Portugal’s rather dubious gold reserves have benefited massively from the pandemonium created by Covid-19.
The pandemic has seen the price of gold skyrocket – and although this country is constantly viewed as ‘less than affluent’, it has got a glittering trump card: around 383 tons of gold bullion, stacked up and seemingly going nowhere in the vaults of the Bank of Portugal.
Back in 2014 – when reserves again were on a high – the value of Portugal’s gold was estimated at around €13 billion.
Historian and journalist Neill Lochery at the time resurrected calls for a probe into the provenance of the gold – bearing in mind most of it came from the Nazi’s during the war in payment for wolfram – a unique ore mined in Portugal that hardened steel and became a vital component of the German armaments industry. Portugal’s dictator António de Oliveira Salazar insisted in payment in gold as he was said to be wary that otherwise the Nazi’s might have paid for it in forged bank notes. But the gold was stolen from murdered jews – and thus the keenness of people like Neill Lochery to see ‘proper investigation’.
“A new investigation would offer the survivors and the relatives of the victims of the Holocaust one last chance for justice”, wrote Lochery in the Wall Street Jornal back in 2014.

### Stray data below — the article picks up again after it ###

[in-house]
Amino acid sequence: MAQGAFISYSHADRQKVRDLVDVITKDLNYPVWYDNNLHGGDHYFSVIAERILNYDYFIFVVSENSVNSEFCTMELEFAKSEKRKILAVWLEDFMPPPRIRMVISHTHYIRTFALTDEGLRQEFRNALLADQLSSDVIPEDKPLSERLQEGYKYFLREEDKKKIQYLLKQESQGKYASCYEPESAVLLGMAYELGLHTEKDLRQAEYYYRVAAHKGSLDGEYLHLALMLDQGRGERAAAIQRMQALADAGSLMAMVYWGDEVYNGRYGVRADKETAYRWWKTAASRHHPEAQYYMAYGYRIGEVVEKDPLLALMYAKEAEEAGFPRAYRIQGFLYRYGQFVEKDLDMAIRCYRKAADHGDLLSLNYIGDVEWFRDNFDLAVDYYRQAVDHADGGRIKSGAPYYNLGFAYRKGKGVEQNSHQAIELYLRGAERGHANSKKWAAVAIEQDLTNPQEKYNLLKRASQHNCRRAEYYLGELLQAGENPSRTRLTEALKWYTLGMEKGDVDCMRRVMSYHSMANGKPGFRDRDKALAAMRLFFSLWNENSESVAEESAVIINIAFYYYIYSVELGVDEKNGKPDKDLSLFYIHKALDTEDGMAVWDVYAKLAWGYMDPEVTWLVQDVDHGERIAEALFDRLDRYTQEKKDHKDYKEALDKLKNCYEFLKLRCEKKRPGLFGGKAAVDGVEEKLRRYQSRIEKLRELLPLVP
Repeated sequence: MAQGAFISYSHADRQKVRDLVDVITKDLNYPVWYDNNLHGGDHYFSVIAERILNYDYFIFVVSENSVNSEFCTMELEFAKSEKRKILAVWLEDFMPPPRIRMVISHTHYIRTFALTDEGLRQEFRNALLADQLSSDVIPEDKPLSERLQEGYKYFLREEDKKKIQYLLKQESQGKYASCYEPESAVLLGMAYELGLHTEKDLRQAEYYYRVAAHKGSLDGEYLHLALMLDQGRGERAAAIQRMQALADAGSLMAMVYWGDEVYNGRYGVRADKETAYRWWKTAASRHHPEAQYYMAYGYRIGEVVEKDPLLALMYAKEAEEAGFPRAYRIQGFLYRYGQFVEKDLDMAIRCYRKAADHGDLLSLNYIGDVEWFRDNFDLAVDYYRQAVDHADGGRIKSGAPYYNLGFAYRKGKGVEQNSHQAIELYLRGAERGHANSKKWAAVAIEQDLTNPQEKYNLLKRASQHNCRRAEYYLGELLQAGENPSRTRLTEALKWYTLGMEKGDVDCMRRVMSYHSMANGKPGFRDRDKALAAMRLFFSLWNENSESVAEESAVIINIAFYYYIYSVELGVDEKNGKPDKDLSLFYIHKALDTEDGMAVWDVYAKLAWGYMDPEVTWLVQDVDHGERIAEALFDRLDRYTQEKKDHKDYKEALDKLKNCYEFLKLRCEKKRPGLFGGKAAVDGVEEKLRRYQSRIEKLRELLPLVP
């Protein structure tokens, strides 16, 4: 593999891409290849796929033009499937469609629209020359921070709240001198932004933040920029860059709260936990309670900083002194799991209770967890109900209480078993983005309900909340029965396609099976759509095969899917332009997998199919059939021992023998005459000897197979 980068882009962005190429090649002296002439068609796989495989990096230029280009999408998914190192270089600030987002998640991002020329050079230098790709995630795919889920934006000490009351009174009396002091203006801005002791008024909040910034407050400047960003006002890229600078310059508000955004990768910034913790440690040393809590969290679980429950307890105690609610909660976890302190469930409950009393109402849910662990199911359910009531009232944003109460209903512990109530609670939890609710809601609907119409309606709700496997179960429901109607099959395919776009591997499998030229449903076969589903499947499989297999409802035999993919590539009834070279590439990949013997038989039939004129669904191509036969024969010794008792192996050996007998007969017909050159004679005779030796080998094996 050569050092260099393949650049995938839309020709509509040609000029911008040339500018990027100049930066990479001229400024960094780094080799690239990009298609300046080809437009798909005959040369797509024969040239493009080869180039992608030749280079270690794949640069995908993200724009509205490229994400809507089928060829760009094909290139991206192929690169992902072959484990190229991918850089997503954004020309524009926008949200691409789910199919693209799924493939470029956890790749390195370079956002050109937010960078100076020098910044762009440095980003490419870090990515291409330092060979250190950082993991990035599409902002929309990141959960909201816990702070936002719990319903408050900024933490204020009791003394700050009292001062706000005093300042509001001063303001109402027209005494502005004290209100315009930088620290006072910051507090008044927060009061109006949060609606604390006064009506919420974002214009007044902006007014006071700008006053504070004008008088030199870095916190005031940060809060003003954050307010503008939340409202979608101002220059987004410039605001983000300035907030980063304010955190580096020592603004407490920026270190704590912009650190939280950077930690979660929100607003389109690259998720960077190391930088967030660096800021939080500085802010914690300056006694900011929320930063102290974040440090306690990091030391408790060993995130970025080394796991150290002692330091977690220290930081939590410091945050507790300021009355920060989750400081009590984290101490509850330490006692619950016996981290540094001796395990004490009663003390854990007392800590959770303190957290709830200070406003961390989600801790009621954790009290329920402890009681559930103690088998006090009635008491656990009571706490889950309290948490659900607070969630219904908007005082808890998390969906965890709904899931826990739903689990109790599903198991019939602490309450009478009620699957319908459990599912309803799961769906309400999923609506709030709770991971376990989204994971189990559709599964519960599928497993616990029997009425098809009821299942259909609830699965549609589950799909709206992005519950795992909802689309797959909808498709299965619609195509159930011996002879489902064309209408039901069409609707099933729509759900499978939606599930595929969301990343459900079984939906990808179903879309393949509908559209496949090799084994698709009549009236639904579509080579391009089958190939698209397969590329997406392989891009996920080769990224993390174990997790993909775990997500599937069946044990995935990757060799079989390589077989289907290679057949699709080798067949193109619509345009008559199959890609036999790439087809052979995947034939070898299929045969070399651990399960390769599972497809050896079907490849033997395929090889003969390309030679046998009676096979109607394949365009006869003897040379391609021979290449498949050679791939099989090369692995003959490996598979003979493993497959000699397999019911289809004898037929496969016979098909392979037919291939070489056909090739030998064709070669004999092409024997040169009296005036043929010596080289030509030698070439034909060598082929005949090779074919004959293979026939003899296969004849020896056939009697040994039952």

His bid however appears to have bitten only dust.
And now the reserves have grown by a whopping €7 billion, at least.
Says ECO online “the strong increase in value per ounce” registered since the start of the pandemic has seen the stash in the vaults of the central bank suddenly worth “more than 20.660 billion euros”.
And yes, Portugal could ostensibly use some of its gold to pay off its not inconsiderable debts.
Explains ECO: “Portuguese gold reserves have stayed unaltered for the last 15 years”.
The country was “bound by an agreement signed in 1999 by several central banks, including the European Central Bank, which limited the sale of gold.
“At the turn of the century, Portugal was still making some sales, but the strategy carried out under the leadership of central bank governor Vítor Constâncio, was not continued by Carlos Costa (who has only now retired after a fairly dramatic ten year mandate click here)”.
The 1999 agreement has also gone by the board. Says ECO, the ECB considered it was no longer necessary as no central bank had sold gold for years, indeed, if anything, banks had been buying it.
Thus, in theory, Portugal COULD start selling some of its gold again – and it does now have a new incumbent at the top (former finance minister Mário Centeno)…
Who can tell? Says ECO, when the pandemic hit, “the debate resumed on the possibility of using the gold reserves of the Bank of Portugal to help the State out of the crisis”.
At the time, however, a source for the Bank told the paper “there is no intention to make any sale”.
That was in April – three months before Mário Centeno took over as the new governor.